But presently he starts knocking the house about in a way that hurts abominably and does not seem to make sense. What on earth is he up to? The explanation is that he is building quite a different house from the one you thought of -- throwing out a new wing here, putting on an extra floor there, running up towers, making courtyards.

You thought you were going to be made into a decent little cottage, but he is building a palace. He intends to come and live in it himself.


If we are that house, it is not always a pleasant experience to have a wall torn down and tiles torn up. But when he is done the house is much more beautiful!


[VI. Conclusion] Have you made the confession, “Jesus is Lord?” If you have not, it is the most important confession you will ever make. You will eventually bow and make that confession. If you wait until his return to the earth it will be too late. Make it now while you are able.


If you have made the confession already, have you embraced all that it entails? Have you recognized that it includes his:


  • Exaltation and lordship over all people?
  • That it proclaims his divinity?
  • His lordship over your life?
  • That it calls for your trust in the work that he is doing in you?


Let us proclaim together, “Jesus is Lord!!”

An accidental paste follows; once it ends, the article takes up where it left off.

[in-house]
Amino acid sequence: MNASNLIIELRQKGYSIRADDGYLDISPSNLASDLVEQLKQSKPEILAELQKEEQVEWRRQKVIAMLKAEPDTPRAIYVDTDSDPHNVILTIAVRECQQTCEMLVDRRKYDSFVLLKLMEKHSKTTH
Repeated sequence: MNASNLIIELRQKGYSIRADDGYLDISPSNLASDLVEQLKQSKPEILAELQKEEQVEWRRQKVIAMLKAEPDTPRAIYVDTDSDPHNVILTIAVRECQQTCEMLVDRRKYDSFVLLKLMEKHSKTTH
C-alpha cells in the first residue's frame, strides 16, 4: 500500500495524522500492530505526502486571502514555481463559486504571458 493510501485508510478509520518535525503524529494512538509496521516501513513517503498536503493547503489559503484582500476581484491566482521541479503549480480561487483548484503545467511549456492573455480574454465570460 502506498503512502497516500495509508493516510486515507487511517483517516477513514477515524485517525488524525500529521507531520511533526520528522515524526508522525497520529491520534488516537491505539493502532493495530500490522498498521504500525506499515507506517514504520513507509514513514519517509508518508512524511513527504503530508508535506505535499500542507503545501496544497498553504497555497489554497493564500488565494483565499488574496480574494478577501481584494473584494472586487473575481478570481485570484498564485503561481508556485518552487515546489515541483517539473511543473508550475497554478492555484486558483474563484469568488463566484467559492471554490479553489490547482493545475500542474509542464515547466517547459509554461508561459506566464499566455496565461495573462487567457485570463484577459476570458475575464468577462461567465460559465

[1] New American Standard Bible: 1995 update. (1995). (Php 2:9–11). La Habra, CA: The Lockman Foundation.

[2] The Holy Bible: English Standard Version. (2016). (Ro 10:13). Wheaton, IL: Crossway Bibles.

[3] Or, by crying out, “O Lord Jesus,” as Stephen did in Acts 7:59, which is another form of “Jesus is Lord.”

[4] The Holy Bible: English Standard Version. (2016). (Joe 2:30–32). Wheaton, IL: Crossway Bibles.

[5] The Holy Bible: English Standard Version. (2016). (1 Co 2:16). Wheaton, IL: Crossway Bibles.

[6] The Holy Bible: English Standard Version. (2016). (Php 2:10–11). Wheaton, IL: Crossway Bibles.

[7] The Holy Bible: English Standard Version. (2016). (Is 45:22–23). Wheaton, IL: Crossway Bibles.

[8] The Holy Bible: English Standard Version. (2016). (Lk 6:46). Wheaton, IL: Crossway Bibles.

[9] The Holy Bible: English Standard Version. (2016). (Mt 7:21–23). Wheaton, IL: Crossway Bibles.